Reasonableness is a subjective, but frequent, element of major American law. You just need to get over it. In its Notices of Action, the DOT is, by elements of settled administrative law, required to outline its reasoning for disposition this way or that way. So long as it isn't 'arbitrary and capricious,' carriers need to suck it up. It would be very, very rare for local airport authorities to argue that they aren't deserving of service. Congress knew what it was voting for: continued service to all domestic destinations by all carriers.
Bottom line: it’s dumb to compel airlines to burn cash flying airplanes when load factors are in the low teens. If you think it’s a good idea because the CARES act wording requires it, then so be it. Common sense doesn’t always prevail, I will grant you that.
You don't like this-- I get that, I really do. You are absolutely entitled to feel that it's a bad idea and/or precedent.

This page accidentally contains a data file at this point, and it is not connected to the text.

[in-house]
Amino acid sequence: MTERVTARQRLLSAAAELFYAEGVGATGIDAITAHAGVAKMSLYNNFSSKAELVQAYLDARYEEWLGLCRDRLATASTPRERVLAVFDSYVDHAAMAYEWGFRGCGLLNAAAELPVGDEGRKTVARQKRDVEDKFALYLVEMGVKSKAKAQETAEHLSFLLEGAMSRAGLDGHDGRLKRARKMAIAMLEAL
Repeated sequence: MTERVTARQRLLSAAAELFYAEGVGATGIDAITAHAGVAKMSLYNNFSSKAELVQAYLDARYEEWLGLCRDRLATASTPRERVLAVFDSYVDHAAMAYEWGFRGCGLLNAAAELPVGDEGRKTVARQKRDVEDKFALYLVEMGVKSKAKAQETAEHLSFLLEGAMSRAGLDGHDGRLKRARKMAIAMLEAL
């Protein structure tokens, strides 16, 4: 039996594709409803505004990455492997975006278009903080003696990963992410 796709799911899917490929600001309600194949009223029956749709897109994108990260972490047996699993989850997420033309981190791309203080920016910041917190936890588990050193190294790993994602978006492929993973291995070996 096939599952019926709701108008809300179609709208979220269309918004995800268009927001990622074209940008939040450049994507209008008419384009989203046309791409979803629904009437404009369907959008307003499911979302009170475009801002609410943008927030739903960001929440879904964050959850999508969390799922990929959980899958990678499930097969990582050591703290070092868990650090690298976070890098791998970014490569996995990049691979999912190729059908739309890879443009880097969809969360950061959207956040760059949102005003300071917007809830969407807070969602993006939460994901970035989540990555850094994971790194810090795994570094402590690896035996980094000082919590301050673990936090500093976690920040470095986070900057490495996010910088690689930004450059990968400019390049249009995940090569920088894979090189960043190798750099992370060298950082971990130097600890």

The problem there though, is you don't seem to understand that no entity has any reason whatsoever to give a steaming pile of dog crap as to how you feel about it.
Because this funding is not a right, it's a mutually-assented agreement. Which means that the only thing that's EVER going to ACTUALLY matter (no matter how many times you write some variant of the word "compelling") is compliance in law and/or equity. That's it.
Thus how I, or him, or her, or them, or (especially) you, feel about this, is holistically immaterial.
You speak to "common sense," yet such a basic concept continues to escape your comprehension.
So here it is, now front, outlined, and centered. Feel free to reference back.
I myself, suspect a more prosaic motive... ~Thranduil